One cent coins of Canadian currency are highly collectible depending on a number of factors. Condition, year and imperfections all play a role in the value of the coin. In the 1950s, the one cent coin of Canada would see a significant change as Queen Elizabeth II would become the reigning monarch. The Queen would be the last face to appear on the one cent coin beginning at this time and ending in 2012.
From 1950 to 1952, the one cent coin would continue to feature the image of George VI on the obverse side of the coin. In 1953, the image of Elizabeth II was introduced based on a portrait designed by Mary Gillick. Ms. GIllick’s initials appear on the truncation of the bust on the coin. The maple leaf design of Kruger-Gray is still found on the reverse side of the coin with his initial on the right field. The composition of the coin continues with 98% copper, 0.5% tin and 1.5% zinc.
In the beginning, the dies for the one cent coin in 1953 had a shoulder fold cut that weakly resulted in the shoulder fold being weak or not making the shoulder of the Queen appear bare. Coins of this type are known as ‘no shoulder strap’ or ‘no shoulder fold’. The coins also have strong serifs for the top and bottom I’s of the obverse side.
Later on that same year, the dies were cut with the fold of the shoulder deepened which resulted in coins being known as ‘shoulder strap’ or ‘shoulder fold’. These coins have a small serif used for the I’s of the top and bottom of the obverse side. This type can be harder to find than the ‘no shoulder fold’.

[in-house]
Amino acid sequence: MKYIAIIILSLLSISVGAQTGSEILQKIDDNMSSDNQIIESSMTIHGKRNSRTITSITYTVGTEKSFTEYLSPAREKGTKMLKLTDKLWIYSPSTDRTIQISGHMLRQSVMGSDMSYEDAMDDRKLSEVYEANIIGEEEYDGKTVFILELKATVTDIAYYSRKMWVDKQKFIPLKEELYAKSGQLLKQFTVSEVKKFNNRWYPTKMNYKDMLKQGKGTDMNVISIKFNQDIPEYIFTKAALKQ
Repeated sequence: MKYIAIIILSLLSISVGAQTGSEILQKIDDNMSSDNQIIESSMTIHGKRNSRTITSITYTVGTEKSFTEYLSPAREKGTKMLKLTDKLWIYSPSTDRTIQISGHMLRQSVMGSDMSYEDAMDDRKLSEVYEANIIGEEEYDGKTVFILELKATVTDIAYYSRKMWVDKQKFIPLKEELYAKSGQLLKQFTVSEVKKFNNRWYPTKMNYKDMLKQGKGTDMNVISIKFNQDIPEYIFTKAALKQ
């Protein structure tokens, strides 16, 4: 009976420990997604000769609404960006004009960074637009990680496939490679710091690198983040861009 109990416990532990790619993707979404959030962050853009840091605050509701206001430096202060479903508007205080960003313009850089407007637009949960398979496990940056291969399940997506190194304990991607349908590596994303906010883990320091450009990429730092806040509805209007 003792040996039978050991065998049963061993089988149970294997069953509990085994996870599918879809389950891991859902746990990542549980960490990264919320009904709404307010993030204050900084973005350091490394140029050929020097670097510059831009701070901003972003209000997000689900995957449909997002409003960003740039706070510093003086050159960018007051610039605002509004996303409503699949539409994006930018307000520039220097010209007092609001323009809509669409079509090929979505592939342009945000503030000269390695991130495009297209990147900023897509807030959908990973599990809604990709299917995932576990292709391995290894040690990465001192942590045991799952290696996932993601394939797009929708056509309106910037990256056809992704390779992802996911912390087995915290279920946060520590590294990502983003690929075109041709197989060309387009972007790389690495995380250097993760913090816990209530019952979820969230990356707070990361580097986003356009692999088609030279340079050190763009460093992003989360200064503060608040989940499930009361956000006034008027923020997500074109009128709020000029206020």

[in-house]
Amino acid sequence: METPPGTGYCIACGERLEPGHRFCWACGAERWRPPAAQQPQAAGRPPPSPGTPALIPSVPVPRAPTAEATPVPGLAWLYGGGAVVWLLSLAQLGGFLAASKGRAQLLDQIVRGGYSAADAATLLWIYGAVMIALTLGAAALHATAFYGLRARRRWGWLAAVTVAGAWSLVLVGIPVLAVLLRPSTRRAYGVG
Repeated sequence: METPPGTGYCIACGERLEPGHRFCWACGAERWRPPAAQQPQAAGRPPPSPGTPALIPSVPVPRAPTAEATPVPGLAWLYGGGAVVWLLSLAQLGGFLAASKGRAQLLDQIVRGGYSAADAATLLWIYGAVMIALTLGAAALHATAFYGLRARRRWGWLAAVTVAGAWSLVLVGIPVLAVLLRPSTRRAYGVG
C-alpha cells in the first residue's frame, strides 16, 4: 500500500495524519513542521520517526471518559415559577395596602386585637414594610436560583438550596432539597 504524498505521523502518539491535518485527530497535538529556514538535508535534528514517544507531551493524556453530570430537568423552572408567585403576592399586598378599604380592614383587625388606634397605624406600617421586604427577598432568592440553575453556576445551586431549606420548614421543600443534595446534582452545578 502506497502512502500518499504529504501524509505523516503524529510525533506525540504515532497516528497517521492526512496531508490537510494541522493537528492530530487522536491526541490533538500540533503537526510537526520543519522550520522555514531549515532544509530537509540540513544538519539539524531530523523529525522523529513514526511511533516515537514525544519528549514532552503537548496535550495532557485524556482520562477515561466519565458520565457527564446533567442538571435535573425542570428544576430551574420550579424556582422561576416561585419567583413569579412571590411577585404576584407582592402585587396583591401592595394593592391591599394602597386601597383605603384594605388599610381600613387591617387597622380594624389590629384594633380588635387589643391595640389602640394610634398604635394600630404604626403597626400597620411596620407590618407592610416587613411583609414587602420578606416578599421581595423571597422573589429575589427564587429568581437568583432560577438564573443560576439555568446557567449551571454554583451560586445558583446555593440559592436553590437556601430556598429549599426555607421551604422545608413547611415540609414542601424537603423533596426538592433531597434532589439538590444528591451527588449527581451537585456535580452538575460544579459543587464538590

From 1954, the one cent coin was meant to have a Shoulder Fold on the obverse side. However, there were a few No Shoulder Fold coins created. Many proof-like sets would have cents that were accidentally struck with the 1953 NSS die. This resulted in a rare No Shoulder Fold type for 1954. In 1955, there were also a few coins struck with the 1953 NSS obverse die which resulted in a variety of this year that were also rare.
Once the die was used in 1955, it was beginning to wear so that NSF cents were not as sharp as the shoulder fold examples of the same date. Con artists have been known to polish off the shoulder fold from the coins of these dates but are unable to change the serifed ‘I’s which is a true indicator of the coin.
The uniqueness of the 1953 to 1955 one cent coins make them collectors’ items for a number of reasons. Individuals who enjoy collecting coins that have mistakes will certainly want these coins in their collection. Any coins found during the time frame of 1953 to 1955 should be appraised by a professional to ensure the coins value. The coin may be a standard issue or one with the die mistakes. Many times it takes a trained eye to see the difference.